I think that many people who give a comment on this or other sentences forget that Duolingo ist trying to teach us, in this case, the Gerundium and is "constructing" sentences so they "fit" for the respective lessons. Therefore we cannot expect that the formulation always meets the expectation of each and everyone here. Just take a step back and remember this is all for free !!!!!
In English we do not use modal verbs in the present perfect. "Yes, I am understanding" = no better way to say "I am from a foreign land, and I speak broken English." Once again, this speaks to the idiocy of translating everything into English instead of the language we're trying to learn.
surprisingly this discussion helped me appreciate one the nuances of Italian time maybe "in questo momento io sto capendo che cosa italiani pensano di tempo" meaning right now I have a continuous understanding of the Italian concept of time. It didn't start right now and it may go away later, but within the context of the current moment, I have a feeling of understanding it. Just like "he" is understanding calcio italiano. Understands would imply something that couldn't be taken away "is understanding" implies something different, it feels continuous, but only in the context of this moment. So, while it may be more idiomatic in English to say "understands" when one does, one loses some subtlety. Moreover, understands implies completion, where as "is understanding" suggests something that is happening but is not complete yet, so there are facets that are understood, but the complete understanding still may take more time....
Native UK English - this would never be spoken. "at that moment he understood Italian football' or 'NOW he understands It football' maybe 'Finally, he understands Italian football' depending on context. This DL is a a straight translation, but not an English native speaker sentence.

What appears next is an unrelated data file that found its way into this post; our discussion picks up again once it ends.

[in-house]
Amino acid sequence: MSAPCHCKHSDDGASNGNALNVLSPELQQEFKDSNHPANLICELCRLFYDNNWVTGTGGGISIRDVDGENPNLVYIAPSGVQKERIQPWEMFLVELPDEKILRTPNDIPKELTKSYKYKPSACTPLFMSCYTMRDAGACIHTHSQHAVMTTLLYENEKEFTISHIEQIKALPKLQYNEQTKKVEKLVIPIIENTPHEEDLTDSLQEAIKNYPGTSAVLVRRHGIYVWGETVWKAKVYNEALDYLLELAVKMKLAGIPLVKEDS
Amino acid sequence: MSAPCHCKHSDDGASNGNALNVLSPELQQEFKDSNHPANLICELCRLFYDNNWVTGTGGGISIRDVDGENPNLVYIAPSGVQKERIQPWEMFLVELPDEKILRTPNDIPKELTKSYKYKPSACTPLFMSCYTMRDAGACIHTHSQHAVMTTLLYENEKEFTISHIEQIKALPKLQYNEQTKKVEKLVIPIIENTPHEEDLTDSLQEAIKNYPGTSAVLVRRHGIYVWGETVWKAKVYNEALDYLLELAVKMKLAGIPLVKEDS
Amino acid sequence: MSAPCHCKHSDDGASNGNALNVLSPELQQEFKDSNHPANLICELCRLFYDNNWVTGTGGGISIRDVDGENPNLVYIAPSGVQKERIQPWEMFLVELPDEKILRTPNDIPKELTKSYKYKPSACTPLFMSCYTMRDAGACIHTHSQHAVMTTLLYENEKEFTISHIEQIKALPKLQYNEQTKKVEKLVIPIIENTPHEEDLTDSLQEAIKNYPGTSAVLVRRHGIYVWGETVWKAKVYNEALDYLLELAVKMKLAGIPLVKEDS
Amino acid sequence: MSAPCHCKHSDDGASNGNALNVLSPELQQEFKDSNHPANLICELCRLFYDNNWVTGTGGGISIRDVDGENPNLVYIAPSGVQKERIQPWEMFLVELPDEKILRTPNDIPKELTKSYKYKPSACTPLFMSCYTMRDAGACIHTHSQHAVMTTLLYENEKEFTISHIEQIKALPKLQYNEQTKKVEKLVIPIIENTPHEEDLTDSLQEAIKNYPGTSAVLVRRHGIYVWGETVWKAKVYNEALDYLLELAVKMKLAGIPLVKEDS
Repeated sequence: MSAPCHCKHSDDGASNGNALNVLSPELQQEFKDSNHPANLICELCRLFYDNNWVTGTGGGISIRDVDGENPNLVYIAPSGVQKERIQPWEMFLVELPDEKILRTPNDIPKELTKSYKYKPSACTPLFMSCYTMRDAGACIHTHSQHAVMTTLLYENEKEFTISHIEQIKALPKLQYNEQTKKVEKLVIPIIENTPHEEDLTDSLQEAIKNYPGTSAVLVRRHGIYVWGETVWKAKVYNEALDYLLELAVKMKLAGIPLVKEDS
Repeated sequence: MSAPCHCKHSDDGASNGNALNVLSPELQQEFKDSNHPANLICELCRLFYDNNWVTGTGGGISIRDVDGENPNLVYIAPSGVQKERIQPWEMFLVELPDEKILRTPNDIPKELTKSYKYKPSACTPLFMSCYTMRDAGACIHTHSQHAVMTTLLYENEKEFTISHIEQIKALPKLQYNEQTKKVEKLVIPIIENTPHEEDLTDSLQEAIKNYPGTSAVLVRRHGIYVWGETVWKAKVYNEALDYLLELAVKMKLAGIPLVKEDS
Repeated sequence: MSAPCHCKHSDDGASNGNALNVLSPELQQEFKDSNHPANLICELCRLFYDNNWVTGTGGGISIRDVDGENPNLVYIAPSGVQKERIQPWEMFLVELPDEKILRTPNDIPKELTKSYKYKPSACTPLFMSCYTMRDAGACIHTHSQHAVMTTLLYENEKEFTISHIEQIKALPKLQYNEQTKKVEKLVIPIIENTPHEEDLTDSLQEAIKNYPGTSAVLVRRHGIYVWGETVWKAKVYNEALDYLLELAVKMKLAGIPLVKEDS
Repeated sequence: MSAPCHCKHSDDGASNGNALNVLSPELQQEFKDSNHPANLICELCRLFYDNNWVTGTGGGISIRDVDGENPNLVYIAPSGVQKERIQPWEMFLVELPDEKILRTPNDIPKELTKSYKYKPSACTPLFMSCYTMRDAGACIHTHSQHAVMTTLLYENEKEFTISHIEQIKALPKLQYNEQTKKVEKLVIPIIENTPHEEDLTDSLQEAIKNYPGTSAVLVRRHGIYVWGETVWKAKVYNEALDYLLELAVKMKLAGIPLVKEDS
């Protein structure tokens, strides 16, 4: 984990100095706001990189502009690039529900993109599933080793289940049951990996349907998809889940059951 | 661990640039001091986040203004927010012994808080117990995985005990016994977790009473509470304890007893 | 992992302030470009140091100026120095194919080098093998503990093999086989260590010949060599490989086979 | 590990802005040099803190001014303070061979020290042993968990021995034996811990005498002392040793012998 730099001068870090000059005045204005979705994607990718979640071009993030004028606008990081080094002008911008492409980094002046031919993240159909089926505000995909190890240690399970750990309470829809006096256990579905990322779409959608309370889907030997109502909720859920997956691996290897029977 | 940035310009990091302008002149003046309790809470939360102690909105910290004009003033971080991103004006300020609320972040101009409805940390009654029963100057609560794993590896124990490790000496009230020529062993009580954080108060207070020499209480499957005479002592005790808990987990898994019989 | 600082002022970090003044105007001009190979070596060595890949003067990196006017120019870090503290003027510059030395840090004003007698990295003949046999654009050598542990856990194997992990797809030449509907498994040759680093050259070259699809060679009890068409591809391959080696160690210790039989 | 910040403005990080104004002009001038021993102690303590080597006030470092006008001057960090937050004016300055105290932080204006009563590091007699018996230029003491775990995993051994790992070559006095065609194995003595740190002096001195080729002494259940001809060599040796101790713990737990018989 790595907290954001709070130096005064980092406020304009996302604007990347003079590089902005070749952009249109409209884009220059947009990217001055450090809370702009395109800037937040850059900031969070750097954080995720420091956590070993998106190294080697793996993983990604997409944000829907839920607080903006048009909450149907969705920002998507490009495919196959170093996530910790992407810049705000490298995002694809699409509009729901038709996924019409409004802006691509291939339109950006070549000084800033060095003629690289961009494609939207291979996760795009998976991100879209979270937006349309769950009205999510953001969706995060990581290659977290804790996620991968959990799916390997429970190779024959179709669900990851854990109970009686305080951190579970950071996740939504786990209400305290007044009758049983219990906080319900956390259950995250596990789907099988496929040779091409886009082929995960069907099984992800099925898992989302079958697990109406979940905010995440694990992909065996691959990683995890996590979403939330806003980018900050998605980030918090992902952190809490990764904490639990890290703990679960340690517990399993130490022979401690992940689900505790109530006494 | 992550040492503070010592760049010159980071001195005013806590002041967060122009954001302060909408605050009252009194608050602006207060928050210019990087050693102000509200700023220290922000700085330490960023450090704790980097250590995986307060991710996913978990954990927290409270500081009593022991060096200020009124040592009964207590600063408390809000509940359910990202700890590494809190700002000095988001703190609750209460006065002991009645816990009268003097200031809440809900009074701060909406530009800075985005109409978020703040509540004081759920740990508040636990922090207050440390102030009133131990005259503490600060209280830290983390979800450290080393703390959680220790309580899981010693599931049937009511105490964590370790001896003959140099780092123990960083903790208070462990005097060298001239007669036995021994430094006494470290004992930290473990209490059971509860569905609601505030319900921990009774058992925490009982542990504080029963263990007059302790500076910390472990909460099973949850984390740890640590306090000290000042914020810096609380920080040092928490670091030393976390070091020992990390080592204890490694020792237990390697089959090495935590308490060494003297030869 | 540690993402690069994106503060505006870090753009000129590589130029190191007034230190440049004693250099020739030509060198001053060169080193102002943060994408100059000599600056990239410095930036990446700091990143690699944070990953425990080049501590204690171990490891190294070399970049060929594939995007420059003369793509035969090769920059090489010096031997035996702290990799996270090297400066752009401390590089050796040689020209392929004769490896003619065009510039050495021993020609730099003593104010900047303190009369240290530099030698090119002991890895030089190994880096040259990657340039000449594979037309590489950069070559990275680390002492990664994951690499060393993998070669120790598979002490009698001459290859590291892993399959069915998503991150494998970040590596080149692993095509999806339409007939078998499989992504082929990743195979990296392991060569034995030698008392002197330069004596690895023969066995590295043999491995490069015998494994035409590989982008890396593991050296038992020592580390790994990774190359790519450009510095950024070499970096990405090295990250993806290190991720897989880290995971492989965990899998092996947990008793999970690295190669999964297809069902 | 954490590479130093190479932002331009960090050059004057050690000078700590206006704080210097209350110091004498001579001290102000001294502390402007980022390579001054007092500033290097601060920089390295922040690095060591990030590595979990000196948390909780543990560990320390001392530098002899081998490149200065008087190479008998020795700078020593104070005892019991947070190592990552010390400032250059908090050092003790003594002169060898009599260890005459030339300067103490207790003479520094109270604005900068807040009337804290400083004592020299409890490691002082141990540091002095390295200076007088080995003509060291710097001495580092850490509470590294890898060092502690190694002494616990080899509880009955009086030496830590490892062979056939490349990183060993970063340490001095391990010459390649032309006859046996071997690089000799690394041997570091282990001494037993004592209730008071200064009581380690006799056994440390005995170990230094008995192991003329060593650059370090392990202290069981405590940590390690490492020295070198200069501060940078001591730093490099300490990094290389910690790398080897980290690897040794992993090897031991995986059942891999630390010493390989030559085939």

It is indeed unusual because "to understand" is a stative verb. More usual translations are suggested in other previous comments.
The comments here tie in with what I have written elsewhere in this section. In English, understand is fundamentally stative in meaning. capire derives from Latin capere 'grasp', a common metaphor for "understanding," cf. German begreifen. "He is undertanding more and more about Italian soccer" is natural English, suggesting that he repeatedly has "learning moments." But the English translation here is, as many have pointed out, quite faulty. But that doesn't matter. What's important is how STARE + GERUND differs semantically from BE + V-ing.
I see no semantic difference between the Italian "stare" + gerund construction and the English Present Continuous for non-stative verbs, eg walk, eat, write. I think you meant that the former may be used for any verb in Italian and the latter is not usually used for English stative verbs such as "to understand".